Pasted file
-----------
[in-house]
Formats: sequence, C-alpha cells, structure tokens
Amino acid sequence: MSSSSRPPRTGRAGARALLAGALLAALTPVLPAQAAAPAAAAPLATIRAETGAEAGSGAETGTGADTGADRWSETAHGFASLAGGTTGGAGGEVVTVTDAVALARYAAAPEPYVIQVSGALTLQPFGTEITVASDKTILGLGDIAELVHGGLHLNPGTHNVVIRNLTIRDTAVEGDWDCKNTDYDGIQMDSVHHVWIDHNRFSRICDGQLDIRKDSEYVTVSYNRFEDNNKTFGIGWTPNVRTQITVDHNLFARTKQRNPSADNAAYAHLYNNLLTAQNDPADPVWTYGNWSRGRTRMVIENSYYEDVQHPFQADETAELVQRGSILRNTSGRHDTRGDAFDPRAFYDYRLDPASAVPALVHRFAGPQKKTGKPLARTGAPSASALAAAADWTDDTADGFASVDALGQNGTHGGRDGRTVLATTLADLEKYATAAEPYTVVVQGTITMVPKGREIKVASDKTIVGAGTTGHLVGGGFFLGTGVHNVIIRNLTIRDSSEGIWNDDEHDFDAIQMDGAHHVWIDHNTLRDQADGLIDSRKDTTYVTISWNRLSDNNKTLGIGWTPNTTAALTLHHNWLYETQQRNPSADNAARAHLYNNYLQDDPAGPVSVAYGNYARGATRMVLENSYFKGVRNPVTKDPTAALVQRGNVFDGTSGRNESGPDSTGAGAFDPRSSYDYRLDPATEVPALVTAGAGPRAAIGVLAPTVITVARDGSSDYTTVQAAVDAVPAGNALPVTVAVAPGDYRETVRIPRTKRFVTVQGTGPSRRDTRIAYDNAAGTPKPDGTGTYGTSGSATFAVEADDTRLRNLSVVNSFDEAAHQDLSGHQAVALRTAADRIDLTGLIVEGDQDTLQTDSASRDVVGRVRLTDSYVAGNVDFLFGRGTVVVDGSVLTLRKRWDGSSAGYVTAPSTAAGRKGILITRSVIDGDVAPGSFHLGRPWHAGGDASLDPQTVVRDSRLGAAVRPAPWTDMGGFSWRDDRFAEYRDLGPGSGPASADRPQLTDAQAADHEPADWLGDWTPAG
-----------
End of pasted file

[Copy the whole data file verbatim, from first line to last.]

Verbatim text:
[in-house]
Formats: sequence, C-alpha cells, structure tokens
Amino acid sequence: MSSSSRPPRTGRAGARALLAGALLAALTPVLPAQAAAPAAAAPLATIRAETGAEAGSGAETGTGADTGADRWSETAHGFASLAGGTTGGAGGEVVTVTDAVALARYAAAPEPYVIQVSGALTLQPFGTEITVASDKTILGLGDIAELVHGGLHLNPGTHNVVIRNLTIRDTAVEGDWDCKNTDYDGIQMDSVHHVWIDHNRFSRICDGQLDIRKDSEYVTVSYNRFEDNNKTFGIGWTPNVRTQITVDHNLFARTKQRNPSADNAAYAHLYNNLLTAQNDPADPVWTYGNWSRGRTRMVIENSYYEDVQHPFQADETAELVQRGSILRNTSGRHDTRGDAFDPRAFYDYRLDPASAVPALVHRFAGPQKKTGKPLARTGAPSASALAAAADWTDDTADGFASVDALGQNGTHGGRDGRTVLATTLADLEKYATAAEPYTVVVQGTITMVPKGREIKVASDKTIVGAGTTGHLVGGGFFLGTGVHNVIIRNLTIRDSSEGIWNDDEHDFDAIQMDGAHHVWIDHNTLRDQADGLIDSRKDTTYVTISWNRLSDNNKTLGIGWTPNTTAALTLHHNWLYETQQRNPSADNAARAHLYNNYLQDDPAGPVSVAYGNYARGATRMVLENSYFKGVRNPVTKDPTAALVQRGNVFDGTSGRNESGPDSTGAGAFDPRSSYDYRLDPATEVPALVTAGAGPRAAIGVLAPTVITVARDGSSDYTTVQAAVDAVPAGNALPVTVAVAPGDYRETVRIPRTKRFVTVQGTGPSRRDTRIAYDNAAGTPKPDGTGTYGTSGSATFAVEADDTRLRNLSVVNSFDEAAHQDLSGHQAVALRTAADRIDLTGLIVEGDQDTLQTDSASRDVVGRVRLTDSYVAGNVDFLFGRGTVVVDGSVLTLRKRWDGSSAGYVTAPSTAAGRKGILITRSVIDGDVAPGSFHLGRPWHAGGDASLDPQTVVRDSRLGAAVRPAPWTDMGGFSWRDDRFAEYRDLGPGSGPASADRPQLTDAQAADHEPADWLGDWTPAG